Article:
Bob Diamond in the red
Just how profitable is Barclays Capital?
At first glance, the answer would be: very. According to Barclays’ results, Bob Diamond’s investment banking empire made a £1bn profit in the first six months of the year, double last year’s figure. That’s despite continuing hefty write-downs on toxic assets.
Indeed, as other parts of Barclays succumb to the economic downturn, Barcap, buoyed by last autumn’s acquisition of the North American operations of Lehman Brothers, more or less appears to be keeping the bank afloat.
So it was with some surprise that, ploughing through Barclays’ 124-page announcement, I came across the following on page 75:
Barclays Capital economic profit increased 11% (£12m) to a loss of £94m (2008: loss of £106m), due to a 100% increase in profit before tax driven by a very strong performance in the underlying business offset by a 104% increase in the economic capital charge reflecting an increase in economic capital allocation due to market volatility, an increase in the economic allocation for monoline exposures and further downgrades across credit markets, securitisations and loan exposures.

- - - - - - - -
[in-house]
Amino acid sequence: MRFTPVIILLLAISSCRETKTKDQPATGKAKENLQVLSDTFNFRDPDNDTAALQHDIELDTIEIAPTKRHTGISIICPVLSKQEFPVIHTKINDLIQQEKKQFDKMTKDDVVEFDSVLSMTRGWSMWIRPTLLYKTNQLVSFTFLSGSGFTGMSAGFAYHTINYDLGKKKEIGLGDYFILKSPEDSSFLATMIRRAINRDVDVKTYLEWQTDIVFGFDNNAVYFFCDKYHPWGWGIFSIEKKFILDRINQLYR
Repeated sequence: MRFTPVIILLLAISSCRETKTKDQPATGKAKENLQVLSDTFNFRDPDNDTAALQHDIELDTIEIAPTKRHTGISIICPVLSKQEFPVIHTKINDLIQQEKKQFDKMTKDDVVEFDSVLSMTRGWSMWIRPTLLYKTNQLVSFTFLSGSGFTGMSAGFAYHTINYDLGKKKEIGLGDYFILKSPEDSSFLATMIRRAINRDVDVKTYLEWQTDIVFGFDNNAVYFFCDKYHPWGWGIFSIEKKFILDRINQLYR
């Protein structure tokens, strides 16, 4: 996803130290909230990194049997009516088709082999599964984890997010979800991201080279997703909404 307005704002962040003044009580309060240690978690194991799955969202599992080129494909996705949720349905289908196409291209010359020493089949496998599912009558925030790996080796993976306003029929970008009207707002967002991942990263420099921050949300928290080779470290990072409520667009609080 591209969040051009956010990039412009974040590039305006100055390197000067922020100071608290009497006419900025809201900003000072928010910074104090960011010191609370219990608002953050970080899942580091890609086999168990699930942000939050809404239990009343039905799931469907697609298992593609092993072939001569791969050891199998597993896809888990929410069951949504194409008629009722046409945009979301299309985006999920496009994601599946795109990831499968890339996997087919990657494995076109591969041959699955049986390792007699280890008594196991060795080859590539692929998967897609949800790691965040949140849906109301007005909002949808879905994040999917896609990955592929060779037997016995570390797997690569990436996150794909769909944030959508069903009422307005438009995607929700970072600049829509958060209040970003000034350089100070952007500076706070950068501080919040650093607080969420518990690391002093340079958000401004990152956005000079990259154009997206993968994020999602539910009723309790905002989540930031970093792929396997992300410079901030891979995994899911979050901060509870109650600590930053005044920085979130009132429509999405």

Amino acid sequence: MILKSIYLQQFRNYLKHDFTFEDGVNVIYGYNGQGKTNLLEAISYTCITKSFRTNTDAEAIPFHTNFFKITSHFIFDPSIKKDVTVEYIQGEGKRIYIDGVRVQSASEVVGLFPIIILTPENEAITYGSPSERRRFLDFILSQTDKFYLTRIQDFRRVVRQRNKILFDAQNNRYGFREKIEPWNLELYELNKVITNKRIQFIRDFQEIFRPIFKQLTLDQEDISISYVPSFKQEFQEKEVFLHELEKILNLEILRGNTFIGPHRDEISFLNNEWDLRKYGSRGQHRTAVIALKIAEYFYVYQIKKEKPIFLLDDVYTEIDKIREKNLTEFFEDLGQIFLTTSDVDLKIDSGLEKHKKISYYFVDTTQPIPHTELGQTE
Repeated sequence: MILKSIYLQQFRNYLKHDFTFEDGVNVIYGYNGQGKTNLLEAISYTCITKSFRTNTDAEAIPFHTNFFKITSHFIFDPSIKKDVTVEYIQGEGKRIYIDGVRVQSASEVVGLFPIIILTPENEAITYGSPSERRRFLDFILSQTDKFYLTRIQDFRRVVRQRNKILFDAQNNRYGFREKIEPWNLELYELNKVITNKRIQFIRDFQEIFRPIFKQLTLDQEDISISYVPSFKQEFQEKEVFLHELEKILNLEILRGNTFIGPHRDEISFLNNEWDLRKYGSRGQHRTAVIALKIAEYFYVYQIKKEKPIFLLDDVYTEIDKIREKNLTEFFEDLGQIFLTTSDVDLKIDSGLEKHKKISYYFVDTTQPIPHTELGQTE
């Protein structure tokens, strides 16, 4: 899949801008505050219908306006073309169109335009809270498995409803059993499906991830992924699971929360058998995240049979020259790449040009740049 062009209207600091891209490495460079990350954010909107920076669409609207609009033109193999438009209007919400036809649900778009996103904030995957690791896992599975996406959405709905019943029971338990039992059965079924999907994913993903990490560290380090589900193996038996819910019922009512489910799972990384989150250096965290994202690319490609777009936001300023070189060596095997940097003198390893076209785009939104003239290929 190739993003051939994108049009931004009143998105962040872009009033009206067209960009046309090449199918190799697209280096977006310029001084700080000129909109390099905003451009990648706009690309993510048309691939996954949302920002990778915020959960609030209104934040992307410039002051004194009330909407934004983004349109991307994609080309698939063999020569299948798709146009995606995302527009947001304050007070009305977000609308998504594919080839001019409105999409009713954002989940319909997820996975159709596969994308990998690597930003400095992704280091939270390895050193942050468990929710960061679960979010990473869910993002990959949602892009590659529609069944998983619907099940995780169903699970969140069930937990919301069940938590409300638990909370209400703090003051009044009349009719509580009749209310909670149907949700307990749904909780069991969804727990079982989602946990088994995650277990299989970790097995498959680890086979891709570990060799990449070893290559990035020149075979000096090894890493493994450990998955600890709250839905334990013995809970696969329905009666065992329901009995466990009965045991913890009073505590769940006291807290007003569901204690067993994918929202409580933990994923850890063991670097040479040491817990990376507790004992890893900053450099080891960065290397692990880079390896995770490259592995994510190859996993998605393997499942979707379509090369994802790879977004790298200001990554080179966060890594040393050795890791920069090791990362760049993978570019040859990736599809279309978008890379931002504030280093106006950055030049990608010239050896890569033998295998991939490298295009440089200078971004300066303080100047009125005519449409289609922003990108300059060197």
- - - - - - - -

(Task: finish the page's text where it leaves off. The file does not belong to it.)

A little background: economic profit is an internal measure used by Barclays’ top brass to calculate the profitability of its divisions while taking into account the capital they consume. It is used when considering future investments and -crucially – when calculating bonuses.
What has happened is that Barclays has doubled its internal capital allocation for Barcap. As a result, the investment bank did not earn its cost of capital in the first six months of the year.
True, these metrics can produce some odd results. Barcap also reported an economic loss in the first half of 2008. But in the second half – the worst six months for investment banking in living memory – Barcap reported an economic profit of £931m.
Even so, it’s striking that Barcap will in future have to carry a bigger share of its parent bank’s enlarged capital base. Whether Bob Diamond and his team can generate a return on that capital remains to be seen.